The Conceptualization of a Research Model for the Measurement of e-Government 2.0 Readiness in the Developing Countries

The Conceptualization of a Research Model for the Measurement of e-Government 2.0 Readiness in the Developing Countries

Yfantis Vasileios (University of the West of Scotland, UK), Abel Usoro (University of the West of Scotland, UK) and Tseles Dimitrios (Technological Education Institute of Piraeus, Greece)
DOI: 10.4018/978-1-4666-2515-0.ch003

Abstract

This chapter explores the potential of Web 2.0 utilization in developing countries through the concept of e-government. Successful implementation of the Web 2.0 concept has to combine both technological and human factors. Thus, this chapter proposes a conceptual model that will measure e-government 2.0 readiness. The conceptual model is based on a combination of the Technology Acceptance Model, Theory of Planned Behavior, and indexes from the United Nation’s database. South Sudan is used at the end as a brief case study of the potential of e-Government 2.0. Future research should validate the empirical model. Meanwhile, the implications of the model are presented.
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Background Of E-Government 2.0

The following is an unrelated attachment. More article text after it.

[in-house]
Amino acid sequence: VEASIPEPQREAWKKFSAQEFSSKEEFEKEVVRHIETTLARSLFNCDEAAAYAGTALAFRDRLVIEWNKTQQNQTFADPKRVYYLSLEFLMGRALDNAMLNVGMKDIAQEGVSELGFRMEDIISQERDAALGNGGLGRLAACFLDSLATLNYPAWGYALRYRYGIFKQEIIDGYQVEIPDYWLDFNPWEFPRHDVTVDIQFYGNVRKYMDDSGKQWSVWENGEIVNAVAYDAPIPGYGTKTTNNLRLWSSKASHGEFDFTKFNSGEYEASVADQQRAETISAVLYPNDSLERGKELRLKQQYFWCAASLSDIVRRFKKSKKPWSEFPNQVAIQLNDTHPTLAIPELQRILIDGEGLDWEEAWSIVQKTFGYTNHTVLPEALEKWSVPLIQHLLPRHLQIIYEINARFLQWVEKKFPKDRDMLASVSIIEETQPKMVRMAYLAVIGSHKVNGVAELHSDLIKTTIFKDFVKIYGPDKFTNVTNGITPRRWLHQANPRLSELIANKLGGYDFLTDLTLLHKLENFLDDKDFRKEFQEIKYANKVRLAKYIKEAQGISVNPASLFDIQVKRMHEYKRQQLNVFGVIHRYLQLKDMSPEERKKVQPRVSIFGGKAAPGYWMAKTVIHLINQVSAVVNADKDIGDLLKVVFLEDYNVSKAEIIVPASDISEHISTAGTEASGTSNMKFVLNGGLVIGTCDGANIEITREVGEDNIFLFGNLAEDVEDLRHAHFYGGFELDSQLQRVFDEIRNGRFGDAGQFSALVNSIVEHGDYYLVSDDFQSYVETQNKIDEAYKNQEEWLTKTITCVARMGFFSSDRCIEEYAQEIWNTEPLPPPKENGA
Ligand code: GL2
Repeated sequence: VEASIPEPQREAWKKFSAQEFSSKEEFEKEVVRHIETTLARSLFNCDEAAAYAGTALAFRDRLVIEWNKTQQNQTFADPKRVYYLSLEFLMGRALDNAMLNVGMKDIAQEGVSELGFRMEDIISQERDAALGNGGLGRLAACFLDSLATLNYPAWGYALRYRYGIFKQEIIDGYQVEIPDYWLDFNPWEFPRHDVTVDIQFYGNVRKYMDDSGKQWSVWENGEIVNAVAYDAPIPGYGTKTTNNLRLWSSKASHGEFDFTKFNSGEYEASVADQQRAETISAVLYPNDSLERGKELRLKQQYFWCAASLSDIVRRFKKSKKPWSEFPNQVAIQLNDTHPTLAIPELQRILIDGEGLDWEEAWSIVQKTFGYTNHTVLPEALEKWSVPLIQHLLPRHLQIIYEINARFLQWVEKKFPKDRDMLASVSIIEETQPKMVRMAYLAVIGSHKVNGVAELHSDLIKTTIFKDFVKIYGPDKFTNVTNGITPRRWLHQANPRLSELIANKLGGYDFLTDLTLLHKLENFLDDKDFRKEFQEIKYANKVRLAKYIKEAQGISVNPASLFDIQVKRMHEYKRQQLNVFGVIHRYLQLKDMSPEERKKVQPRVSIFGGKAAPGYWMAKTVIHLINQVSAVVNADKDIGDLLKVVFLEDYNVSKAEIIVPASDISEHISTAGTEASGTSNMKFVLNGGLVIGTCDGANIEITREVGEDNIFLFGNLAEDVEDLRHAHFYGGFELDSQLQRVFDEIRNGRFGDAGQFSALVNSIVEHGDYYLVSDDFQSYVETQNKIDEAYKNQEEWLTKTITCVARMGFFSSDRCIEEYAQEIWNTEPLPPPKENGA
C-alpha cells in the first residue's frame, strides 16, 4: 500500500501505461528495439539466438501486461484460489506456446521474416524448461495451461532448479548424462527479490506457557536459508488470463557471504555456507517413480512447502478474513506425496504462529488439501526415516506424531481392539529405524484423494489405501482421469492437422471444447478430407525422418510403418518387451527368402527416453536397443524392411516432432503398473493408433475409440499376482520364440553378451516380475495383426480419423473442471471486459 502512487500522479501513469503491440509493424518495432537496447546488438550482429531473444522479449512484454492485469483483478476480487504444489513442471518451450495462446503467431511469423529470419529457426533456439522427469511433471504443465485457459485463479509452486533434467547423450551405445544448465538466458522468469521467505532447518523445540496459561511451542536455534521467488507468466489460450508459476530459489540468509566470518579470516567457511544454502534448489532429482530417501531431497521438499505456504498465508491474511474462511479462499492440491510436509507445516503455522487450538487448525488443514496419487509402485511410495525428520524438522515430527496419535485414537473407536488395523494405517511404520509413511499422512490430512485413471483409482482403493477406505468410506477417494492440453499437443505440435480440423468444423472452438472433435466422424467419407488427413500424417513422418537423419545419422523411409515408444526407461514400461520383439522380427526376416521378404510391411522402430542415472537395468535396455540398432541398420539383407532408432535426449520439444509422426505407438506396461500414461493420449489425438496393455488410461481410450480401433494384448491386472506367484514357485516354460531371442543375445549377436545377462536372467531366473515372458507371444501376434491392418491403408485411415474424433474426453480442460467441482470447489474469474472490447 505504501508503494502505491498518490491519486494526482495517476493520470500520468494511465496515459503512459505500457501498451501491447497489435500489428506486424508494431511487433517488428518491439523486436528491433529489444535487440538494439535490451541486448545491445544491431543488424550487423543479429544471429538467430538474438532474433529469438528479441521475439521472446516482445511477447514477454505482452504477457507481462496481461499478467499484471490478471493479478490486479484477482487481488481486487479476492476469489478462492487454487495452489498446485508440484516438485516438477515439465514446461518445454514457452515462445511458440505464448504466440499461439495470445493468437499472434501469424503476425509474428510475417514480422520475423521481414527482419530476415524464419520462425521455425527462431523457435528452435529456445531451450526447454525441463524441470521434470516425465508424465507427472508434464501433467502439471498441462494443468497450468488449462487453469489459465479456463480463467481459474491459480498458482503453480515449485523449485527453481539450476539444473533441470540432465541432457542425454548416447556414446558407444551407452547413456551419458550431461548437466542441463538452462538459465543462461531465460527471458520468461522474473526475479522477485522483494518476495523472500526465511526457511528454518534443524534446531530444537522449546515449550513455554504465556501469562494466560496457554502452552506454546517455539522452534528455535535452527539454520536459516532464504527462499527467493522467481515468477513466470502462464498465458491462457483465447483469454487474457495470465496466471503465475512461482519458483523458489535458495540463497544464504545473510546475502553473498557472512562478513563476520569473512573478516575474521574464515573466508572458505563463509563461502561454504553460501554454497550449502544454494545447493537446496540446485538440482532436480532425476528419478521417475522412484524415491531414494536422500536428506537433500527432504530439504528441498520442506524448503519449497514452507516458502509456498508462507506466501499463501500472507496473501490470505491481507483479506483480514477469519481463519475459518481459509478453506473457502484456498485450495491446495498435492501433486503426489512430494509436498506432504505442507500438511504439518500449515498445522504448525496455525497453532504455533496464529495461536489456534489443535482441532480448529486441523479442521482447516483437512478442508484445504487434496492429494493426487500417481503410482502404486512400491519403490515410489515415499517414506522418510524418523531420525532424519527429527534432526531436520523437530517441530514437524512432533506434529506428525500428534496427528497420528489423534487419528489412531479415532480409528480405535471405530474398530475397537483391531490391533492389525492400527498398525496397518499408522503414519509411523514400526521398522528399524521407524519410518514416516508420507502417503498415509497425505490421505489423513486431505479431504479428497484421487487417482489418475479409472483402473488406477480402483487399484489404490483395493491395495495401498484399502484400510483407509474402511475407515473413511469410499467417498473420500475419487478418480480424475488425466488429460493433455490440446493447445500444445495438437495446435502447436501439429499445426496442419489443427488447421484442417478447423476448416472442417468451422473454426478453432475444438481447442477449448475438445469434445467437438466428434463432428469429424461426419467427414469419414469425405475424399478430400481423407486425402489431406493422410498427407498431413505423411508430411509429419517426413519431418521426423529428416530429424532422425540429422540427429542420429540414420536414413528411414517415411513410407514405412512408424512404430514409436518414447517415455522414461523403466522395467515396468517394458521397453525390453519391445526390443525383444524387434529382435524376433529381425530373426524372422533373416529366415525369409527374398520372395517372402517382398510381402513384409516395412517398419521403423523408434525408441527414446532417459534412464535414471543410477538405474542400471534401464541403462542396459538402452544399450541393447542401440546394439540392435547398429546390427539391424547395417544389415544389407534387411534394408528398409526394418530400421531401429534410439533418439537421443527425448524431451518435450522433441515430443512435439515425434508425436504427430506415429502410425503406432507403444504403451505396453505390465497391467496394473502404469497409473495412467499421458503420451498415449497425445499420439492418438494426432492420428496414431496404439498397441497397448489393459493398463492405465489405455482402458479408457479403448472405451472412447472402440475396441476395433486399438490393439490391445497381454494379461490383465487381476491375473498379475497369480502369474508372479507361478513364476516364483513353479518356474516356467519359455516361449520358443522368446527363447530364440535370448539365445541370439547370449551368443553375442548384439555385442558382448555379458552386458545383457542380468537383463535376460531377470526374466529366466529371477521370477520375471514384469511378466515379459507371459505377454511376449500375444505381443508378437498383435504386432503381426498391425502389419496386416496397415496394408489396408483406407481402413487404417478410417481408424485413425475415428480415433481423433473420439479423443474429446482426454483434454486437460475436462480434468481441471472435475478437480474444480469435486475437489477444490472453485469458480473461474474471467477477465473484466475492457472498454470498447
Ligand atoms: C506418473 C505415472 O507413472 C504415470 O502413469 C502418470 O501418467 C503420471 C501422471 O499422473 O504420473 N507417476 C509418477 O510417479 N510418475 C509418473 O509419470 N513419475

E-democracy is a concept that it is used further in governmental and political activities, especially in the implementation of e-government. E-government is defined as the use of information and communications technology to improve the governance (Gordon, 2002). The use of information technology improves the effectiveness and the efficiency of the governments. Depending on the government’s transaction with third parties, the primary delivery models of e-government are (Yahehyirad, 2006):

  • a.

    Government to Citizen (G2C): Exchange of electronic information between the citizen and the government that includes electronic delivery of service (UNESCO, 2005).

  • b.

    Government to Business (G2B): Online noncommercial transaction between the government and the private sector.

  • c.

    Government to Government (G2G): Interaction involving the share of data and electronic information exchange between governmental departments (UNESCO, 2005).

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